On July 11, 1441, on his way to Bordeaux, Thomas Bekynton, secretary to King Henry VI and soon-to-be Bishop of Bath and Wells, found himself on a ship becalmed in the Bay of Biscay. In response, he vowed an offering to the Blessed Virgin of Eton and persuaded others on board to sing an antiphon in her honour. A favourable wind arose and Bekynton was on his way again.

Eton and Mary? In a game of word association, it is a link that very few of us would make. Privilege, prime ministers, Waterloo, yes. But the Blessed Virgin?

The first known reference to the parish church of St Mary of Eton dates from 1198. In 1440, the year before Thomas Bekynton’s trip to France, Henry VI decided that it was to be “raised, transformed and converted into the Collegiate Church of the Blessed Mary of Eton next to Windsor”. Eton held two attractions for the king. First, it was “not far from our birthplace”. And, second, its church was dedicated “under the name of the Assumption of the Most Blessed Virgin, to which feast we are very attached”.

But, in the words of the late Robert Birley, historian and former headmaster of the college, Henry’s action in making the parish church collegiate “did not institute the special reverence paid to the Virgin of Eton”. Instead, the king was recognising something that already existed.

In any case, the history of Eton College was now underway. It was one of any number of “colleges” that sprung up around England whose main purpose usually was to maintain Masses and prayers for the souls of the founders and others named by them. But very often they also provided almshouses for the elderly and education in grammar for boys. Birley concluded that the school at Eton was the direct continuation of the chantry school run by priests responsible for the chapel dedicated to St Nicholas in the parish church, where, at one end, the first schoolroom of Eton was built. (The almshouse, meanwhile, did not outlive the founder himself.)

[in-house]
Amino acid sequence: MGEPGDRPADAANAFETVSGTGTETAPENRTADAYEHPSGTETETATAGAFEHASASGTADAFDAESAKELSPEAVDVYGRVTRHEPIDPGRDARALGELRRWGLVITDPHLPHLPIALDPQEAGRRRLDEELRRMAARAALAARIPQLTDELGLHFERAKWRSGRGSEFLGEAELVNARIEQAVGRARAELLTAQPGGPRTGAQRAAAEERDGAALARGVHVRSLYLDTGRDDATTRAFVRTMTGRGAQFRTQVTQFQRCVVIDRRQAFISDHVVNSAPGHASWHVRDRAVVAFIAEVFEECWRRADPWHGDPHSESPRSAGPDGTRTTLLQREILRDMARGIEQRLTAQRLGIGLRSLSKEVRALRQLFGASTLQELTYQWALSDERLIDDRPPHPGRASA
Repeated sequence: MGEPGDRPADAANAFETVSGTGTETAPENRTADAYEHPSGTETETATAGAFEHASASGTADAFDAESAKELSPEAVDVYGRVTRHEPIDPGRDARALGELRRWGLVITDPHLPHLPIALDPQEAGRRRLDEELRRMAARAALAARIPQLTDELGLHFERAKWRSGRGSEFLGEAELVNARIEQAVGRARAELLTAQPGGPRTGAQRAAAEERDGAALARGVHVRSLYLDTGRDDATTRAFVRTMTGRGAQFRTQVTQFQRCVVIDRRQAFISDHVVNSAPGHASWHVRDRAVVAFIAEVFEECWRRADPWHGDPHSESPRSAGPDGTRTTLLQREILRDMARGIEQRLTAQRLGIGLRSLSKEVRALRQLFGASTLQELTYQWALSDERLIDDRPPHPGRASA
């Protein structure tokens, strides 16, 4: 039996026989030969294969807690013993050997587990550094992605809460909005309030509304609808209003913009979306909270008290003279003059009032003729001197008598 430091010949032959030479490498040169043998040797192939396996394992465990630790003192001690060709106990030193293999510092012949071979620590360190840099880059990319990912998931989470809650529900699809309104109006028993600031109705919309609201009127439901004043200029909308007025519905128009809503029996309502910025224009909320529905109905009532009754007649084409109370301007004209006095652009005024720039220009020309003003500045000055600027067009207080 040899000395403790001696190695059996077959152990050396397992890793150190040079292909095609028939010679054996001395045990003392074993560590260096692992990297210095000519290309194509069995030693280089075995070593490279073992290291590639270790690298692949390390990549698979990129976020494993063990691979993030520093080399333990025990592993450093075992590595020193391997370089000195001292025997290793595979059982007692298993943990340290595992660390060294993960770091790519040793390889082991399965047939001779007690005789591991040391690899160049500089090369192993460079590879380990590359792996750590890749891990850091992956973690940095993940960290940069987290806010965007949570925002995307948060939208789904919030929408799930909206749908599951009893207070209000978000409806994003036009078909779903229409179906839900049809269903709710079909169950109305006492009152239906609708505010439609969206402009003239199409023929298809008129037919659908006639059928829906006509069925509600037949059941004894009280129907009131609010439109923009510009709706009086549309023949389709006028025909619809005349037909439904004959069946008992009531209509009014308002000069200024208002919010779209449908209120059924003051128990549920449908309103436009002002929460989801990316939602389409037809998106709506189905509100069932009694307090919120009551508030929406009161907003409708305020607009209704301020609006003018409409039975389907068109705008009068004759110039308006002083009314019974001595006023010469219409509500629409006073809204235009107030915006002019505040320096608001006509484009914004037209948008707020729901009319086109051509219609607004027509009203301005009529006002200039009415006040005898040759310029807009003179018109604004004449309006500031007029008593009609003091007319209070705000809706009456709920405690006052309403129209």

What also got under way in 1440 was Eton’s short but intriguing history as one of the most important centres of pilgrimage in England. In May 1441, Henry obtained a bull granting to all penitents visiting Eton on the feast of the Assumption indulgences equal to those that might be received in Rome on the feast of St Peter ad Vincula. The following year, Pope Eugenius IV made these indulgences plenary. However, the licence for them was limited to the lifetime of the founder and three quarters of the offerings were to go to the defence of Christendom against the Turks. Henry wanted more.

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